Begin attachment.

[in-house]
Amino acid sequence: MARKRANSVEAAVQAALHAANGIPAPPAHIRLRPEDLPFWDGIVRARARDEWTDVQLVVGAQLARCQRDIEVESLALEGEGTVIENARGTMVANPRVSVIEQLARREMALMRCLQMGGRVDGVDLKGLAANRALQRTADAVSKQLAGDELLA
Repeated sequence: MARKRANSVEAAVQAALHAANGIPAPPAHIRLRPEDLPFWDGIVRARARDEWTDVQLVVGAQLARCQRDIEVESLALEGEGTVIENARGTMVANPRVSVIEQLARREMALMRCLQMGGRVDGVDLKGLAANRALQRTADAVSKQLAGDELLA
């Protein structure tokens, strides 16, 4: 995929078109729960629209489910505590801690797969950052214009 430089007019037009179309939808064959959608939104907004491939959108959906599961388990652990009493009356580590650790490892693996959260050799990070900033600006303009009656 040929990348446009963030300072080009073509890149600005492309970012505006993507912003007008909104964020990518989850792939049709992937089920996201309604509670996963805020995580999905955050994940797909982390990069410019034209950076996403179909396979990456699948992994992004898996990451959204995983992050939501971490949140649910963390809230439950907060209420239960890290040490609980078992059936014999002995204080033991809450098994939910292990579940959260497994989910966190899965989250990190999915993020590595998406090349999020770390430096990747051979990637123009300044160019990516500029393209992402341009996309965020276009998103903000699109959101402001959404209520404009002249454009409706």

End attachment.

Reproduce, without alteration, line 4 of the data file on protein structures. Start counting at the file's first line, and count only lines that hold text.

């Protein structure tokens, strides 16, 4: 995929078109729960629209489910505590801690797969950052214009 430089007019037009179309939808064959959608939104907004491939959108959906599961388990652990009493009356580590650790490892693996959260050799990070900033600006303009009656 040929990348446009963030300072080009073509890149600005492309970012505006993507912003007008909104964020990518989850792939049709992937089920996201309604509670996963805020995580999905955050994940797909982390990069410019034209950076996403179909396979990456699948992994992004898996990451959204995983992050939501971490949140649910963390809230439950907060209420239960890290040490609980078992059936014999002995204080033991809450098994939910292990579940959260497994989910966190899965989250990190999915993020590595998406090349999020770390430096990747051979990637123009300044160019990516500029393209992402341009996309965020276009998103903000699109959101402001959404209520404009002249454009409706």